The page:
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The following for loops produce identical results even though one uses post increment and the other pre-increment.

Here is the code:

for(i=0; i<5; i++) {
    printf("%d", i);
}

for(i=0; i<5; ++i) {
    printf("%d", i);
}

I get the same output for both 'for' loops. Am I missing something?

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marked as duplicate by lpapp 14 hours ago

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13 Answers 13

up vote 171 down vote accepted

After evaluating i++ or ++i, the new value of i will be the same in both cases. The difference between pre- and post-increment is in the result of evaluating the expression itself.

++i increments i and evaluates to the new value of i.

i++ evaluates to the old value of i, and increments i.

The reason this doesn't matter in a for loop is that the flow of control works roughly like this:

  1. test the condition
  2. if it is false, terminate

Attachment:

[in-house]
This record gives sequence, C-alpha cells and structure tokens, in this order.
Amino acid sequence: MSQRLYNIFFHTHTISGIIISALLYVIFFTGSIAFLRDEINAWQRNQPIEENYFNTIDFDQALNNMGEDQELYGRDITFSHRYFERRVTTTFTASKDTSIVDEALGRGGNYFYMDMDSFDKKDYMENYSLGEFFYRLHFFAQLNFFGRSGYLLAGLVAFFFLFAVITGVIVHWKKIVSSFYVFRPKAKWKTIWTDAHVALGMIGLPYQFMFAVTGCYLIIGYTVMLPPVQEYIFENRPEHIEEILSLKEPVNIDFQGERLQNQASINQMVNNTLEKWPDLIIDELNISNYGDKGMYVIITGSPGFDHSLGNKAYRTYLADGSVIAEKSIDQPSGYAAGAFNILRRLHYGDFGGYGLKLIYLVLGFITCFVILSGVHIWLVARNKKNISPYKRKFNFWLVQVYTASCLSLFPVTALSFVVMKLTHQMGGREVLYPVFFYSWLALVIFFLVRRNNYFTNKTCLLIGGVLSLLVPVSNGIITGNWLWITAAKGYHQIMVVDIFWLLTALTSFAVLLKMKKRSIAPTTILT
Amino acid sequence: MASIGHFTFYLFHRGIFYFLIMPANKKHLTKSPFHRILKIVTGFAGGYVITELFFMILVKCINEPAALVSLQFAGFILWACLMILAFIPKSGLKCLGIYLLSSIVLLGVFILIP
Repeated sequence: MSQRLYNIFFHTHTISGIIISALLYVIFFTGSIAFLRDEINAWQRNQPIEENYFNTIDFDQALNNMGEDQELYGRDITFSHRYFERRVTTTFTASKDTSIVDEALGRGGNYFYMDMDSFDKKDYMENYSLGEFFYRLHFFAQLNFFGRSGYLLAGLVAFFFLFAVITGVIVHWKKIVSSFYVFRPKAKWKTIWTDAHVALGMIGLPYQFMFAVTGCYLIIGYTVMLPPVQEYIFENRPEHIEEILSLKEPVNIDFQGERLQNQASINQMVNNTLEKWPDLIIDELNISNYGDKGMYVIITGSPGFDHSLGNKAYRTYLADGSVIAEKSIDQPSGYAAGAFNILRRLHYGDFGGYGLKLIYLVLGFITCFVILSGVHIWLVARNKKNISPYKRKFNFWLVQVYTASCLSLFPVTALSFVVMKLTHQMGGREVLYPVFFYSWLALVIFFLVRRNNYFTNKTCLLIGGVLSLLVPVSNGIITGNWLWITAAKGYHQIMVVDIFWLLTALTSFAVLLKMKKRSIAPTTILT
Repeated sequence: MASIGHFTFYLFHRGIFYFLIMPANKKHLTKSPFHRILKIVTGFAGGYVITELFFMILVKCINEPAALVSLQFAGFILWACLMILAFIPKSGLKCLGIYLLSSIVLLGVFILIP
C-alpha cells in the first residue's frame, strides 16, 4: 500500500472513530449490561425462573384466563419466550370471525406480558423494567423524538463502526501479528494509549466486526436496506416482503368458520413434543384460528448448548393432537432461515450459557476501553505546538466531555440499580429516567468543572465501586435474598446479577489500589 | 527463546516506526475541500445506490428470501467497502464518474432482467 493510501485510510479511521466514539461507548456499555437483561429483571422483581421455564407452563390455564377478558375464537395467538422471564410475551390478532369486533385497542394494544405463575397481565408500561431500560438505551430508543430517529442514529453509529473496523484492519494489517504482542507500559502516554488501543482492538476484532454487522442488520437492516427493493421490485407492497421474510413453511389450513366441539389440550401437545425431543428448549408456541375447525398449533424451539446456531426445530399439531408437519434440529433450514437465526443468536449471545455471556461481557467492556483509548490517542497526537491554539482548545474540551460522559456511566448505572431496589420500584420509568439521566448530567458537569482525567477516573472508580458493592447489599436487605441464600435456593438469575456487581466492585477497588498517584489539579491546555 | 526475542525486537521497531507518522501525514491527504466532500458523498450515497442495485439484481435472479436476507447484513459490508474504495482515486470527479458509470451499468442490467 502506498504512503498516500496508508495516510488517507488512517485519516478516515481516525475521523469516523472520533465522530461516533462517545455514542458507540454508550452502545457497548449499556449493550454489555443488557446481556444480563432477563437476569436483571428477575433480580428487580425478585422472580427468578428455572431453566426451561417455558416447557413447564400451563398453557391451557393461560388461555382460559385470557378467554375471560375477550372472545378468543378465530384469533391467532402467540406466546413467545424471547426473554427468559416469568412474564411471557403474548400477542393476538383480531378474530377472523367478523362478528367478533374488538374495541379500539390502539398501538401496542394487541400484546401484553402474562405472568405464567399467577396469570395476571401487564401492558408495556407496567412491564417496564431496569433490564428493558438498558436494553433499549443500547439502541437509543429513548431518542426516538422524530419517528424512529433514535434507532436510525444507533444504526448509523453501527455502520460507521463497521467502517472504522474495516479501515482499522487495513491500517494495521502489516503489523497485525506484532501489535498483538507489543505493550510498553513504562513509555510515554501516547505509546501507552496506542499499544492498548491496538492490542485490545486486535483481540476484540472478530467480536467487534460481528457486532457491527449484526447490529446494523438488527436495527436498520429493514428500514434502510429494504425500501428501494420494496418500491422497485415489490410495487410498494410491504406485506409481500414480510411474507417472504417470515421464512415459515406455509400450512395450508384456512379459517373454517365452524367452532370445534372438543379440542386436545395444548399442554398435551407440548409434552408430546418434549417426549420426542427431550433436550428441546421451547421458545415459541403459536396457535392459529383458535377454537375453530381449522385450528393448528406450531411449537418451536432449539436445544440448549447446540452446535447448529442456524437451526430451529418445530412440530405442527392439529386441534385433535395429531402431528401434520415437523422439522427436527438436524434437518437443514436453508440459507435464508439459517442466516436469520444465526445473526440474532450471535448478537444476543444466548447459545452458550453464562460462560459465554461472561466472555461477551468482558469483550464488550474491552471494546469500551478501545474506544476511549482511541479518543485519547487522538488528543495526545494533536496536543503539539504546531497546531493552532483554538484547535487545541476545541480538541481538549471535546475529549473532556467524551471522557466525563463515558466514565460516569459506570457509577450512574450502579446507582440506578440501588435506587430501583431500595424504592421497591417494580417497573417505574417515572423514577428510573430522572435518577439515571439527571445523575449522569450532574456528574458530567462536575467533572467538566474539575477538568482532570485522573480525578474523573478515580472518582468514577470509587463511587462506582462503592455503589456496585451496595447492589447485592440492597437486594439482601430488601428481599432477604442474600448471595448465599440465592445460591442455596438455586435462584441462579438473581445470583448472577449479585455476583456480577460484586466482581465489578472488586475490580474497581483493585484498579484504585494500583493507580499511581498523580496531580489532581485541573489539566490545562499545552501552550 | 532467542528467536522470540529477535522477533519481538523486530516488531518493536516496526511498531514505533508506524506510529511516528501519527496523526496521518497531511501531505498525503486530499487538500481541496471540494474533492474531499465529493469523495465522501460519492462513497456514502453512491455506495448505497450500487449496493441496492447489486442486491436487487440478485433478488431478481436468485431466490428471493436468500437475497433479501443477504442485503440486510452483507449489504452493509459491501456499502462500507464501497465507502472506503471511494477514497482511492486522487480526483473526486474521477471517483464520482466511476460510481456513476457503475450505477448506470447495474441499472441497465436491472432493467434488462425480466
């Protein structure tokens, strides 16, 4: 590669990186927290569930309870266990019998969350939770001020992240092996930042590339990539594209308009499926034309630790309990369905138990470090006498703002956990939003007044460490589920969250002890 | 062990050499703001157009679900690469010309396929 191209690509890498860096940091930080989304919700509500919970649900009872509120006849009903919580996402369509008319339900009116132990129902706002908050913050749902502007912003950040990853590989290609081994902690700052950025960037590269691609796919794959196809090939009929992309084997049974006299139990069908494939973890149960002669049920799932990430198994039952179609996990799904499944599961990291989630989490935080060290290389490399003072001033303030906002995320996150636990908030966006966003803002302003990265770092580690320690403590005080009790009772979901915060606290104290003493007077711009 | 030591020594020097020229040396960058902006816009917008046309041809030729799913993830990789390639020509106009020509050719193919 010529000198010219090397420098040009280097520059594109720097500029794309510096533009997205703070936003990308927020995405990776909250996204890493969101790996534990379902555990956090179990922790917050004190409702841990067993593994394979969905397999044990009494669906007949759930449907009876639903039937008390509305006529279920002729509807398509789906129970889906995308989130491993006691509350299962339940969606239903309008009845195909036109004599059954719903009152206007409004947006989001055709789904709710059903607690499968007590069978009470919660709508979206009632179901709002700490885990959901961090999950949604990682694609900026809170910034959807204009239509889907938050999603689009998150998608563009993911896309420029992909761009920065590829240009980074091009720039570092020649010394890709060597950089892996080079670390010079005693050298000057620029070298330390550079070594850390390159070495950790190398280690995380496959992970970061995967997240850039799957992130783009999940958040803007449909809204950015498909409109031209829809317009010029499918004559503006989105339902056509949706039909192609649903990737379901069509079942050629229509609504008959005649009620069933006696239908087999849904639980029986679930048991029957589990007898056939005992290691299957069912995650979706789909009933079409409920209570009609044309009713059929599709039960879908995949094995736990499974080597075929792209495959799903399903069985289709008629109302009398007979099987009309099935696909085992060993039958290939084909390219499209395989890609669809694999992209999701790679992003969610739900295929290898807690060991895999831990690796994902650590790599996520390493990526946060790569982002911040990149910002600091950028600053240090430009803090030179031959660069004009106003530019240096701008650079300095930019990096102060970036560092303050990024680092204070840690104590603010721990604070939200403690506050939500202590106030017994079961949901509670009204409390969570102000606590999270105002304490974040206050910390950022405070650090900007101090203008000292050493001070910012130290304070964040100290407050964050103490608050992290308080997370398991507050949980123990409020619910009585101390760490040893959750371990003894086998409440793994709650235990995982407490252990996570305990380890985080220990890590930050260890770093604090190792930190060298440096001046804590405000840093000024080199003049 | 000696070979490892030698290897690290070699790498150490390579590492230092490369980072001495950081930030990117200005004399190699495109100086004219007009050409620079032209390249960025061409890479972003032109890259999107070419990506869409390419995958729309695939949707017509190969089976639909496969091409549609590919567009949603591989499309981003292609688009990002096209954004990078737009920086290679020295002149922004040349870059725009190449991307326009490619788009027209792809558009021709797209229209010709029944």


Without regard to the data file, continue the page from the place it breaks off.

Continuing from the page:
3. if it is true, execute the body
  4. execute the incrementation step

Because (1) and (4) are decoupled, either pre- or post-increment can be used.

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5  
When increment is called for a class, it might become non-equal to call post- or pre- increment, since it's behavior might differ much. –  mbaitoff Jan 16 '11 at 15:48
4  
lovely explanation –  theReverseFlick Jan 16 '11 at 15:50
    
So if there is no syntactical difference between i++ and ++i, why do I see people using ++i? Is there any difference, even under the hood? –  Andrew Arnold Feb 4 '11 at 22:49
22  
Given that i++ needs to remember the old value of i after incrementing, I think ++i may be shorter (on the order of 1-2 instructions). –  danben Feb 5 '11 at 0:18
12  
Though the unused value should be optimized away, right? –  Jamin Grey Jul 23 '13 at 20:34

Well, this is simple. The above for loops are semantically equivalent to

int i = 0;
while(i < 5) {
    printf("%d", i);
    i++;
}

and

int i = 0;
while(i < 5) {
    printf("%d", i);
    ++i;
}